"While it seems like Green Bay always leads the league in injuries, they aren't that different from most other NFL teams. "

This is true. There is nothing that the Packers training staff is doing wrong. The players are not fragile. There is nothing in the water in GB. Better nutrition won't help. Whether they make a grand event of Family Night practice or just hold a normal practice is not particularly relevant either.

"The reality is that it's football. Injuries are going to occur. "

More truth. To the extent there is an issue, it is with the nature of the game itself.

WKUPackFan's picture

I wish that it were possible to give Hank's comment 1,000 thumbs up.

Some people think that the training staff should have a magic method or elixir that prevents broken bones, torn ligaments, etc.

Thegreatreynoldo's picture

Great comment. Long time, happy to see you commenting again.

The TKstinator's picture

You mean stretching isn’t the answer????

dobber's picture

No...the answer is always better pad level.

The TKstinator's picture

I apply that all the time in daily life as well!

Lare's picture

I have no way of knowing what the Packers training staff is doing right or wrong, but there are training regimens that can help prevent injuries such as strained hamstring and groin pulls. Over-developing some muscles can put stress on other supporting muscles, and the main key to preventing most muscle strains is proper warmup and stretching.

That said, there is no way to prevent contact injuries in a contact sport. The best you can do is be in good physical condition and wear proper equipment.

HankScorpio's picture

"Over-developing some muscles can put stress on other supporting muscles, and the main key to preventing most muscle strains is proper warmup and stretching."

This is definitely another way the game has evolved. Gone are the days of there being an "offseason". Players that are not training year round don't last long these days. Back in the days when I was walking 10 miles to school each day (uphill both ways), guys could slack off during their months away from the team. Not anymore.

dobber's picture

Many of those guys were working second jobs to help support their football hobby.

Since '61's picture

"Dancing is a contact sport, football is a hitting sport", Vince Lombardi.
Thanks, Since '61

The TKstinator's picture

True, but if GB’s training does not already know those things, they indeed should be fired.
But I’m willing to wager they already do, since my guess is at least some of them went to college and stuff.

LayingTheLawe's picture

If everyone starts blowing out hammies or dry heaving on the sidelines then you look at trainers. But knees, collarbones and ankles are just not part of the trainers purview. Maybe the Chinese or the Russians have some super secret training program that makes bones tougher. But the rest of us we will always be listed as day to day and subject to the whims of fate.

Since '61's picture

Russians have steroids. Thanks, Since '61

Since '61's picture

Russians have steroids. Thanks, Since '61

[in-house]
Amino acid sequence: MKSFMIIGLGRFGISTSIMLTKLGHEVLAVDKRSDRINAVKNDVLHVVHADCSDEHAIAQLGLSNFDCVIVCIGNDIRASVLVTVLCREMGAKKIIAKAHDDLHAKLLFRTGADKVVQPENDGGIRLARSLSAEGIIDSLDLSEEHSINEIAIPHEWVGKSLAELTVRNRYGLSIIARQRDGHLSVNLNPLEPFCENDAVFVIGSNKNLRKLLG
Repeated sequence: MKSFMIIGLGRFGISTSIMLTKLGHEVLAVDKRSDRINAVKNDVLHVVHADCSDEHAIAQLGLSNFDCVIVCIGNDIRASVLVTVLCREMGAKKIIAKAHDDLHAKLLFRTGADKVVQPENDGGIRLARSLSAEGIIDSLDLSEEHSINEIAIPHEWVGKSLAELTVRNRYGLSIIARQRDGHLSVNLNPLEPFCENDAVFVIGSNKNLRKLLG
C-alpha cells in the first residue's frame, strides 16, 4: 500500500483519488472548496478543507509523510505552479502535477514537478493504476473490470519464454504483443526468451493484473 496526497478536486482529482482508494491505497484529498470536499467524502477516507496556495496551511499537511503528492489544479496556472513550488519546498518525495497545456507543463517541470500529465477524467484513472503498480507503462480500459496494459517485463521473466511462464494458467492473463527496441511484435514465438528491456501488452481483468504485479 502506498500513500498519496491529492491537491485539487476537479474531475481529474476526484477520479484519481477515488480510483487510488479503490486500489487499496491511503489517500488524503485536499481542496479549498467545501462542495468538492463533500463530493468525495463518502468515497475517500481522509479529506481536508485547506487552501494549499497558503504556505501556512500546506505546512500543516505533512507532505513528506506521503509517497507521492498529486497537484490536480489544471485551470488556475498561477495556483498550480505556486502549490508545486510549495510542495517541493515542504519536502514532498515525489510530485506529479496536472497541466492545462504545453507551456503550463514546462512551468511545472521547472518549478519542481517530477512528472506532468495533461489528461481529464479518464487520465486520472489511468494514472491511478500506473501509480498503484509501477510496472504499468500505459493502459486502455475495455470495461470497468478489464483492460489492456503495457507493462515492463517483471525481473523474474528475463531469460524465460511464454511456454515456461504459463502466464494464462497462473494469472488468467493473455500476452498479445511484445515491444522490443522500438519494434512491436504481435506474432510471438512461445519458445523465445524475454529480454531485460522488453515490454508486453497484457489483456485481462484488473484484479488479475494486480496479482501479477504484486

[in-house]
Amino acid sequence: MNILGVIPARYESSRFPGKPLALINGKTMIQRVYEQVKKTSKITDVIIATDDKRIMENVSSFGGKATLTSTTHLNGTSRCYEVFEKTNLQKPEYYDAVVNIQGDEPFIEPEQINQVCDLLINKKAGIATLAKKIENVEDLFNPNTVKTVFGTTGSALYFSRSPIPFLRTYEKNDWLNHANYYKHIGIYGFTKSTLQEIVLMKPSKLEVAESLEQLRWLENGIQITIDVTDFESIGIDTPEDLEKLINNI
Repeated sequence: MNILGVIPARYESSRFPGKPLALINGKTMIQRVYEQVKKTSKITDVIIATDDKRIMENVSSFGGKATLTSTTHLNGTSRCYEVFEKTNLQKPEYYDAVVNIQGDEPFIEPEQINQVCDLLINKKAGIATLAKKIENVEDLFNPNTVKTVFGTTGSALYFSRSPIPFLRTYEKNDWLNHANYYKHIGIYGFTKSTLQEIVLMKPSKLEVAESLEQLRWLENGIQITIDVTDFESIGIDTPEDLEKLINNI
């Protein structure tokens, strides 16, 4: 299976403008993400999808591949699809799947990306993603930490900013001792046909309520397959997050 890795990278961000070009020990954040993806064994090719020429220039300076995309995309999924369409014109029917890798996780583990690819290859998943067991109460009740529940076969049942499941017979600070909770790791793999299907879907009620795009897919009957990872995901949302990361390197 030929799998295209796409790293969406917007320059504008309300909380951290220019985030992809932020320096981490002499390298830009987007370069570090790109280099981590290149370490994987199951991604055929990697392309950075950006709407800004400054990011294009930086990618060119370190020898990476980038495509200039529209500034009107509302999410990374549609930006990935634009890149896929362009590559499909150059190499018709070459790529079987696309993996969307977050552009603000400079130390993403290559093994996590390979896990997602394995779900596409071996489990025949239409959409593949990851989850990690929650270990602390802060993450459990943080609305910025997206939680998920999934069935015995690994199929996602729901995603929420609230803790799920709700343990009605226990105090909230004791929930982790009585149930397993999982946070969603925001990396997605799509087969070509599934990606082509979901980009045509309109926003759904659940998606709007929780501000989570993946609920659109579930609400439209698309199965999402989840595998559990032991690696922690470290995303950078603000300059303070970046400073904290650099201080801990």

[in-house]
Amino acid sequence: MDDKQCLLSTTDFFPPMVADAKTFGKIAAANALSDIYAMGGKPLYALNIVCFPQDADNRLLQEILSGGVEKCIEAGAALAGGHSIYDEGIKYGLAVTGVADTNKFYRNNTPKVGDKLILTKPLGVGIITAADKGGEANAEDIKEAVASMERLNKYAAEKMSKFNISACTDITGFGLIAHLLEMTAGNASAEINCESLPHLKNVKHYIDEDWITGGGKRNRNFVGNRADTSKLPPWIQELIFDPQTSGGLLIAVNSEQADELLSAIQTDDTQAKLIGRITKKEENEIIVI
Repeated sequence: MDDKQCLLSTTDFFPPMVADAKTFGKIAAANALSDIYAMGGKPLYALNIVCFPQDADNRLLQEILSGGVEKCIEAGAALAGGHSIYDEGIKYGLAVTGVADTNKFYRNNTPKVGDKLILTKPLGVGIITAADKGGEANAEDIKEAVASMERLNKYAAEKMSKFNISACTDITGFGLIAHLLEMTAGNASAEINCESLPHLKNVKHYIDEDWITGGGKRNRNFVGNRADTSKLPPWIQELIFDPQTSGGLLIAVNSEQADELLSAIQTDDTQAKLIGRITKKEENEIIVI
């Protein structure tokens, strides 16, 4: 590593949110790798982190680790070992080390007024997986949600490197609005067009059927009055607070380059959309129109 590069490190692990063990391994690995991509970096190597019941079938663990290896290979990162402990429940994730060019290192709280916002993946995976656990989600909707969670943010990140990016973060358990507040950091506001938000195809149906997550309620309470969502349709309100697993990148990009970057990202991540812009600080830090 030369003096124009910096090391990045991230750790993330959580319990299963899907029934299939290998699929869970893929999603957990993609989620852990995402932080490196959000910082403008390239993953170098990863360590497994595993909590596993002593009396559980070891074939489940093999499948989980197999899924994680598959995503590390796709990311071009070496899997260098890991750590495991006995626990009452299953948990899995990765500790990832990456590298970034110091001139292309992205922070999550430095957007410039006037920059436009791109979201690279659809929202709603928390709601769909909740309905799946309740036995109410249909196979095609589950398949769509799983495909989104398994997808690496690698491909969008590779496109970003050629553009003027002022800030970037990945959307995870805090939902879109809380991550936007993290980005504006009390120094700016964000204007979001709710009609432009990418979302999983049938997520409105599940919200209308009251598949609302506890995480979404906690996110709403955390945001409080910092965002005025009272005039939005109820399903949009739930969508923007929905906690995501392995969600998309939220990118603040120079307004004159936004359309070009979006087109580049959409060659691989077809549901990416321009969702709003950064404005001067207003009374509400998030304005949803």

Grandfathered's picture

"The reality is that it's football. Injuries are going to occur. We might as well add that to "death & taxes" as the two biggest life certainties. To play or watch football is to accept that players are going to go down and miss time."

The theory that injuries just happen and there's nothing you can do about it is plain wrong. And we keep hearing that "it seems like the Packers suffer more injuries, but really not" never seem to follow up with any actual statistics,

Different technologies and a coaching staff's willingness to accept and implement them make a difference. Data is available that measures and correlates a variety of medical and statistical data about each player. Its what a team accepts and implements is haw it translates into each teams' injury statistics.

jasonperone's picture

Grand, you're right, the theory IS wrong if you include "don't play football" as a method of avoiding injury. Football is a physical game and guys get dinged up all the time. Some result in their being hurt and some are actual injuries. When bodies bang into each other, the results vary but it IS reasonable to say "there's nothing you can do to prevent it" in that case. I'm sure you experienced this when you were a youth running around wild with friends or perhaps you played ball yourself. Stuff happens, it's a valid thought and you can't always predict it.

You're probably talking more about soft tissue injuries that may be prevented with better eating, stretching and conditioning. There is something to be said for what that can do to reduce injury but you'll never prevent it all. Like I said, you can't predict when it will happen or how severe. It's why teams put injury clauses and have settlement language in the contracts. If they knew they'd suffer a certain number of injuries, they'd be in much better shape to manage a roster. But that injury total changes each season. It's not a flat line.

You're also right that there is data on this. I'm not a deep diver by nature so I didn't opt to get too scientific but there are stats that paint a numerical picture, if you want one.

There have already been many major injuries suffered this offseason/preseason. Adam Schefter recently posted a tweet on just the ACL's. The Packers had just one: Jake Ryan. Bakh, Brice and Daniels should all return from their current ailments so it's not as catastrophic as it seems and if we're going to harp on the training staff and coaching staff to get involved to fix this issue, we have to also give them credit for getting a guy back on the field a week after he was carted off (Brice).